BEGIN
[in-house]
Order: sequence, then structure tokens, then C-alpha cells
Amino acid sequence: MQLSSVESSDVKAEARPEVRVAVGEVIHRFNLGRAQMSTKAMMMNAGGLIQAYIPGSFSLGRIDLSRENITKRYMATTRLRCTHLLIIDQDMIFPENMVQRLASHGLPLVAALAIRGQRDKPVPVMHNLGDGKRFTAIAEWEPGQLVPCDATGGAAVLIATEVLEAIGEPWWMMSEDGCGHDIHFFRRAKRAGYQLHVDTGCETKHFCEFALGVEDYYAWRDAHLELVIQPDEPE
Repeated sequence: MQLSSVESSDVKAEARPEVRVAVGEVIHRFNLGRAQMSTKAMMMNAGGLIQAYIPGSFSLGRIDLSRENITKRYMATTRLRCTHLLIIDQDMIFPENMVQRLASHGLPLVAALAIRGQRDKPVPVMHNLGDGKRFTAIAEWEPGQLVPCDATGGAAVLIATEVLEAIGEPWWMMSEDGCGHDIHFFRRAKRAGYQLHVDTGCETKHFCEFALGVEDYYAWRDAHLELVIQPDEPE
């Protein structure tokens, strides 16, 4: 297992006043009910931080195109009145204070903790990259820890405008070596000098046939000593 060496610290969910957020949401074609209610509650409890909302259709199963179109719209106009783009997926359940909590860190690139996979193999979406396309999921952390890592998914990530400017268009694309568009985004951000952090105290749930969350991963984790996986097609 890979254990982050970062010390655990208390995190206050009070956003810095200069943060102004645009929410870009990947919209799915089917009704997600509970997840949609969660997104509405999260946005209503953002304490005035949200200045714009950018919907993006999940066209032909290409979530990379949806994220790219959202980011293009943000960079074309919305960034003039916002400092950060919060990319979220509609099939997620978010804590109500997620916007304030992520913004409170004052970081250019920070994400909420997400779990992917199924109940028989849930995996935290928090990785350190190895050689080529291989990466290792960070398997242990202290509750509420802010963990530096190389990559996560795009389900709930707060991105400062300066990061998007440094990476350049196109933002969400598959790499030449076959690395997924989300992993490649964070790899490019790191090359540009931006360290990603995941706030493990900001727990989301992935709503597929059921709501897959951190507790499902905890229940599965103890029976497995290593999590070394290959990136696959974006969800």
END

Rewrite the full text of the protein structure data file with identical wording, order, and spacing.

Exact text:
[in-house]
Order: sequence, then structure tokens, then C-alpha cells
Amino acid sequence: MQLSSVESSDVKAEARPEVRVAVGEVIHRFNLGRAQMSTKAMMMNAGGLIQAYIPGSFSLGRIDLSRENITKRYMATTRLRCTHLLIIDQDMIFPENMVQRLASHGLPLVAALAIRGQRDKPVPVMHNLGDGKRFTAIAEWEPGQLVPCDATGGAAVLIATEVLEAIGEPWWMMSEDGCGHDIHFFRRAKRAGYQLHVDTGCETKHFCEFALGVEDYYAWRDAHLELVIQPDEPE
Repeated sequence: MQLSSVESSDVKAEARPEVRVAVGEVIHRFNLGRAQMSTKAMMMNAGGLIQAYIPGSFSLGRIDLSRENITKRYMATTRLRCTHLLIIDQDMIFPENMVQRLASHGLPLVAALAIRGQRDKPVPVMHNLGDGKRFTAIAEWEPGQLVPCDATGGAAVLIATEVLEAIGEPWWMMSEDGCGHDIHFFRRAKRAGYQLHVDTGCETKHFCEFALGVEDYYAWRDAHLELVIQPDEPE
């Protein structure tokens, strides 16, 4: 297992006043009910931080195109009145204070903790990259820890405008070596000098046939000593 060496610290969910957020949401074609209610509650409890909302259709199963179109719209106009783009997926359940909590860190690139996979193999979406396309999921952390890592998914990530400017268009694309568009985004951000952090105290749930969350991963984790996986097609 890979254990982050970062010390655990208390995190206050009070956003810095200069943060102004645009929410870009990947919209799915089917009704997600509970997840949609969660997104509405999260946005209503953002304490005035949200200045714009950018919907993006999940066209032909290409979530990379949806994220790219959202980011293009943000960079074309919305960034003039916002400092950060919060990319979220509609099939997620978010804590109500997620916007304030992520913004409170004052970081250019920070994400909420997400779990992917199924109940028989849930995996935290928090990785350190190895050689080529291989990466290792960070398997242990202290509750509420802010963990530096190389990559996560795009389900709930707060991105400062300066990061998007440094990476350049196109933002969400598959790499030449076959690395997924989300992993490649964070790899490019790191090359540009931006360290990603995941706030493990900001727990989301992935709503597929059921709501897959951190507790499902905890229940599965103890029976497995290593999590070394290959990136696959974006969800």